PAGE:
Macbeth’s method of spurring the murderers to kill Banquo in act 3, scene 1 mirrors Lady Macbeth’s earlier persuasion. How do his words reaffirm the contextual values of Shakespeare’s time?

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In Act 3, scene 1, of Shakespeare’s Macbeth, Macbeth meets with the two murderers who are to kill Banquo and his son, and Macbeth hints that if they do not do so, they are not really men. The first murderer insists that they are indeed men in response to Macbeth’s apparent hint that Banquo and son must be gotten rid of and his implied question of why the murderers haven't yet completed their task.

Macbeth responds that they fall under the catalogue or species of men but he adds the metaphor that all kinds of creatures go under the catalogue of dog, too, including both hounds and mongrels. He clearly implies that the murderers are the mongrels and not the hounds. If they do not carry out the task set before them, the murderers are not really men at all. Banquo is Macbeth’s enemy, and therefore he must be the murderers’ enemy as well, and thus they are to get rid of him and his son. Macbeth wants no one to stand in the way of his kingship—least of all Banquo’s heir, whom the witches have prophesied would one day take the throne.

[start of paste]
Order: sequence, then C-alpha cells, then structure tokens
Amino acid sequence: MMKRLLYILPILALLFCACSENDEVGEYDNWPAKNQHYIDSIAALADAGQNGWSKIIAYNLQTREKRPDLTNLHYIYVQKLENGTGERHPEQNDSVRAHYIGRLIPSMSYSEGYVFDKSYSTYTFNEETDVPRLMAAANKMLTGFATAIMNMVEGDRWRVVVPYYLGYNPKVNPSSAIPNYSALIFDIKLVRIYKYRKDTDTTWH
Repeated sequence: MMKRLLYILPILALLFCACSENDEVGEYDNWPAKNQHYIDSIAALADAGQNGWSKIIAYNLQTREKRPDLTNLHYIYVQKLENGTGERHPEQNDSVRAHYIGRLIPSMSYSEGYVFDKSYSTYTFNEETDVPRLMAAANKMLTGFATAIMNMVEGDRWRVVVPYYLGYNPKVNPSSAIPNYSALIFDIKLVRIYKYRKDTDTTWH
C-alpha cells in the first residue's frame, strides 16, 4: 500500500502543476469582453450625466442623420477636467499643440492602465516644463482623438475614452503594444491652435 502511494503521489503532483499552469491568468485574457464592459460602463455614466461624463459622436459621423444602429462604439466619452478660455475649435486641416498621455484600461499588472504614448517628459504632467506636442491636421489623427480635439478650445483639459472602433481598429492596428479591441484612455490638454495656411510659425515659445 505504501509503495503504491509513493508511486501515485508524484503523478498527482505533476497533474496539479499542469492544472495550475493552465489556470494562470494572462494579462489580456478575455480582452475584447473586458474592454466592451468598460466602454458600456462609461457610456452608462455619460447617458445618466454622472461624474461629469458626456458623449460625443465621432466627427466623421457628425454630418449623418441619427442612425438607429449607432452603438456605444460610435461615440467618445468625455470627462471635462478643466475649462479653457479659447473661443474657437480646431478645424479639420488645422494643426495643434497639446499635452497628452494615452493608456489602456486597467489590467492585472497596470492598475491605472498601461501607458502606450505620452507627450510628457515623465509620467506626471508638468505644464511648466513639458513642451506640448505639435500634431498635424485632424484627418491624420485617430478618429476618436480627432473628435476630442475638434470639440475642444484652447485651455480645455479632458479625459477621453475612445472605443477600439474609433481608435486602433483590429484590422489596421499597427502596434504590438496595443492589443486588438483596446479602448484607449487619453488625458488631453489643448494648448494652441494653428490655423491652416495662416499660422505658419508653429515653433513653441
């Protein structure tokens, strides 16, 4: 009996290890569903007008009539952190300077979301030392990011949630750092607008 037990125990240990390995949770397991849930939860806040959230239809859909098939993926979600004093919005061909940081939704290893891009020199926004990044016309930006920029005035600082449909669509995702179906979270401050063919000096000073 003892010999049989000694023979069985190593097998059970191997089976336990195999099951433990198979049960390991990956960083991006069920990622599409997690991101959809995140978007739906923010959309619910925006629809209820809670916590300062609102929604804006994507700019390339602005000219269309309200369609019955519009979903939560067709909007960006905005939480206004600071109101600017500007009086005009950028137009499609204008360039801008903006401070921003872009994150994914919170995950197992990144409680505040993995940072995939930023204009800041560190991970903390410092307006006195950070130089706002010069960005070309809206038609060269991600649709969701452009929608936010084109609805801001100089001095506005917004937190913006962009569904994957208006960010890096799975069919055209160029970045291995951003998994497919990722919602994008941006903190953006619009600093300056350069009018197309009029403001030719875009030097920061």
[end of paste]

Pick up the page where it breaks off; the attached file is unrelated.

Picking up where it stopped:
Macbeth takes a page out of his wife’s book when he speaks to the murderers. Earlier, when Macbeth hesitates about killing Duncan, Lady Macbeth questions her husband’s manhood and indicates that if he does not take this opportunity and seize the throne by any means possible, then he really is no man at all. Macbeth seems to have absorbed this message.

These incidents tell us something about the concept of manhood and honor in Shakespeare’s day. It was an insult to have one’s manhood questioned or to be thought a coward, and many men would go to any lengths to avoid such ridicule—even if that meant engaging in morally compromising activities.

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